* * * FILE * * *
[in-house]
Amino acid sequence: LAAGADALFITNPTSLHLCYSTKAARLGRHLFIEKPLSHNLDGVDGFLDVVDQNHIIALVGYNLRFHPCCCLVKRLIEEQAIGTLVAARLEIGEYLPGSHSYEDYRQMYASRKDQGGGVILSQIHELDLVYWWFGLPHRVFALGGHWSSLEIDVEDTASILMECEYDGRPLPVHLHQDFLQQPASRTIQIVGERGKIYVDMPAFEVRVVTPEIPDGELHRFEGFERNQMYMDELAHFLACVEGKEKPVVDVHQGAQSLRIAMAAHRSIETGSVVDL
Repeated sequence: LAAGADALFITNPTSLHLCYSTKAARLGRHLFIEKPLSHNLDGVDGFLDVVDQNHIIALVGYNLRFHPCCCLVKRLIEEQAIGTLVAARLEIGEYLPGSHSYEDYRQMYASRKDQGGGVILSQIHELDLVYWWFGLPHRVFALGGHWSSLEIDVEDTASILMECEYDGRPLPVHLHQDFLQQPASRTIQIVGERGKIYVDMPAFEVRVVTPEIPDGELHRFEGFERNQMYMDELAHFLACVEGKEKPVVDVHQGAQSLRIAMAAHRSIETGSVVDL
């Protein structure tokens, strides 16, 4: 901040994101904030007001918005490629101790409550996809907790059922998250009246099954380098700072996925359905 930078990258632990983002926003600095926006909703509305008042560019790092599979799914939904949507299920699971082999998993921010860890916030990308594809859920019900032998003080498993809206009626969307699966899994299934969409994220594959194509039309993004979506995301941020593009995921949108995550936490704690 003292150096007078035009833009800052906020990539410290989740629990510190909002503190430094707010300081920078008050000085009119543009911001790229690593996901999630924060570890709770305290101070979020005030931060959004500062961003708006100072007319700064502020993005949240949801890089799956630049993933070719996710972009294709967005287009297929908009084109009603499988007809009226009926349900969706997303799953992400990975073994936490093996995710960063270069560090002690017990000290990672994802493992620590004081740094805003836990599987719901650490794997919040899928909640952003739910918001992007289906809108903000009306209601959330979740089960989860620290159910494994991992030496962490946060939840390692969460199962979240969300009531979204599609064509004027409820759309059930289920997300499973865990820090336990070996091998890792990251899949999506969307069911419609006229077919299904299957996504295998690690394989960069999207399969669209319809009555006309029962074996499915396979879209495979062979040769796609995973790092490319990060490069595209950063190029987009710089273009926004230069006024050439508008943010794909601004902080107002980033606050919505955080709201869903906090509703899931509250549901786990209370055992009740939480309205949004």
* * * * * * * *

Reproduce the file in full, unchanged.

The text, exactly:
[in-house]
Amino acid sequence: LAAGADALFITNPTSLHLCYSTKAARLGRHLFIEKPLSHNLDGVDGFLDVVDQNHIIALVGYNLRFHPCCCLVKRLIEEQAIGTLVAARLEIGEYLPGSHSYEDYRQMYASRKDQGGGVILSQIHELDLVYWWFGLPHRVFALGGHWSSLEIDVEDTASILMECEYDGRPLPVHLHQDFLQQPASRTIQIVGERGKIYVDMPAFEVRVVTPEIPDGELHRFEGFERNQMYMDELAHFLACVEGKEKPVVDVHQGAQSLRIAMAAHRSIETGSVVDL
Repeated sequence: LAAGADALFITNPTSLHLCYSTKAARLGRHLFIEKPLSHNLDGVDGFLDVVDQNHIIALVGYNLRFHPCCCLVKRLIEEQAIGTLVAARLEIGEYLPGSHSYEDYRQMYASRKDQGGGVILSQIHELDLVYWWFGLPHRVFALGGHWSSLEIDVEDTASILMECEYDGRPLPVHLHQDFLQQPASRTIQIVGERGKIYVDMPAFEVRVVTPEIPDGELHRFEGFERNQMYMDELAHFLACVEGKEKPVVDVHQGAQSLRIAMAAHRSIETGSVVDL
């Protein structure tokens, strides 16, 4: 901040994101904030007001918005490629101790409550996809907790059922998250009246099954380098700072996925359905 930078990258632990983002926003600095926006909703509305008042560019790092599979799914939904949507299920699971082999998993921010860890916030990308594809859920019900032998003080498993809206009626969307699966899994299934969409994220594959194509039309993004979506995301941020593009995921949108995550936490704690 003292150096007078035009833009800052906020990539410290989740629990510190909002503190430094707010300081920078008050000085009119543009911001790229690593996901999630924060570890709770305290101070979020005030931060959004500062961003708006100072007319700064502020993005949240949801890089799956630049993933070719996710972009294709967005287009297929908009084109009603499988007809009226009926349900969706997303799953992400990975073994936490093996995710960063270069560090002690017990000290990672994802493992620590004081740094805003836990599987719901650490794997919040899928909640952003739910918001992007289906809108903000009306209601959330979740089960989860620290159910494994991992030496962490946060939840390692969460199962979240969300009531979204599609064509004027409820759309059930289920997300499973865990820090336990070996091998890792990251899949999506969307069911419609006229077919299904299957996504295998690690394989960069999207399969669209319809009555006309029962074996499915396979879209495979062979040769796609995973790092490319990060490069595209950063190029987009710089273009926004230069006024050439508008943010794909601004902080107002980033606050919505955080709201869903906090509703899931509250549901786990209370055992009740939480309205949004």